Reading the Writing on the Brick Wall

Wordle: Names

I had intended to move on today and discuss the plantations that we’ve come across in our long way around the brick wall of my great-grandfather, Richard William Gines.  But I want to share an issue that has hindered our search and is not all that uncommon.    The Wordle graphic above tells the story!

To put the issue into genealogical research terms, watch as we follow my presumed collateral ancestor Rebecca Gines through her lifetime via the census.   She was enumerated each decade in  Tensas Parish, Louisiana.

(click on any image to enlarge)

1870

beck-guines-1870

Ancestry.com transcription:

Beckey Guines

Heritage Quest Transcription:

Beckey Guines

1880

reb-guines-1880

Ancestry.com Transcription:

Rebecca Guions

Heritage Quest Transcription:

Rebecca Guions

1900

beck-gioms-1900-cropped

Ancestry.com Transcription:

Beckie Gions

1910

rebecca-sines-lines-1910

Ancestry.com Transcription:

Rebecca Sines

Alt.: Rebecca Lines

HeritageQuest  Online Transscription:

Rebecca Lines

1920

[No record found]

1930

reb-gines-1930-cropped

Ancestry.com Transcription:

Rebecca Gines

Then at her death in Madison Parish:

rebecca1

Louisiana State Archives Death Index

In addition to the examples above, I found Gines family members indexed as “Genes,” “Gaynes,” and even “Sims.”  So I have not one surname to check, but really about a dozen.

How can it be determined that two spelling are the same name and not just different names?  One clue is the length of time the different spellings persist.  A short time for a spelling differential may suggest a mere mistake in spelling or transcription.  A lengthy period may suggest that there are different names involved.   Then, of course, one should check other records.  So where “Oscar Gines” appears on the census living in Shreveport and “Oscar Gimes” has the same address on his World War I draft card, a reasonable inference may be drawn that they are the same person.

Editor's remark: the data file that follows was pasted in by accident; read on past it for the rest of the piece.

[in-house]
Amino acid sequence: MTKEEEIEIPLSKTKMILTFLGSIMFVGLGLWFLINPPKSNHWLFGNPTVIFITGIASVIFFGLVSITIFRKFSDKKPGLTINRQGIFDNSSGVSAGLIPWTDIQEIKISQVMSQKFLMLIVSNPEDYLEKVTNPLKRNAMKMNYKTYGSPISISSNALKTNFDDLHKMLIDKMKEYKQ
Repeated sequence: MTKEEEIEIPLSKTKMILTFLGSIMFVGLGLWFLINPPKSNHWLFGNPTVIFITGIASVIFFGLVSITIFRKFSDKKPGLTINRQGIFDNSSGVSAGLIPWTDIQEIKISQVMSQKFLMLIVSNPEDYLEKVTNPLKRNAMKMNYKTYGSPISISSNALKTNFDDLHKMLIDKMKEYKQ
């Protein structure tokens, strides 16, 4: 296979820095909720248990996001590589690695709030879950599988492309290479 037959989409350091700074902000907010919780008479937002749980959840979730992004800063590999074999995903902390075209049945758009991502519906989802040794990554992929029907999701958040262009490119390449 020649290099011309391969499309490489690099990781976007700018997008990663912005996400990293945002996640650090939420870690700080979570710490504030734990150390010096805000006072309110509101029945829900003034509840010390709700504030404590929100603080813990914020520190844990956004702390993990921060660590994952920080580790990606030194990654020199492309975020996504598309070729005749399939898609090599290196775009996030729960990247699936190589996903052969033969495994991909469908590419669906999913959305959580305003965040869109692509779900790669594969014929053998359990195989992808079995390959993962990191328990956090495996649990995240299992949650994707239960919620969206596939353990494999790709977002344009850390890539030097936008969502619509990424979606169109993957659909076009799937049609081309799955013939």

There are myriad permutations of most names when one considers spelling, misspelling, mistranscription, mispronunciation, accents, and the lack of standardized spelling until the 19th or 20th centuries.

One thing that I do is examine the census pages some distance before and after my targeted individual.  I find a lot of related people, sometimes with names spelled differently, by this method.

Thanks to Wordle.net!

OFF
Craig


May 2009
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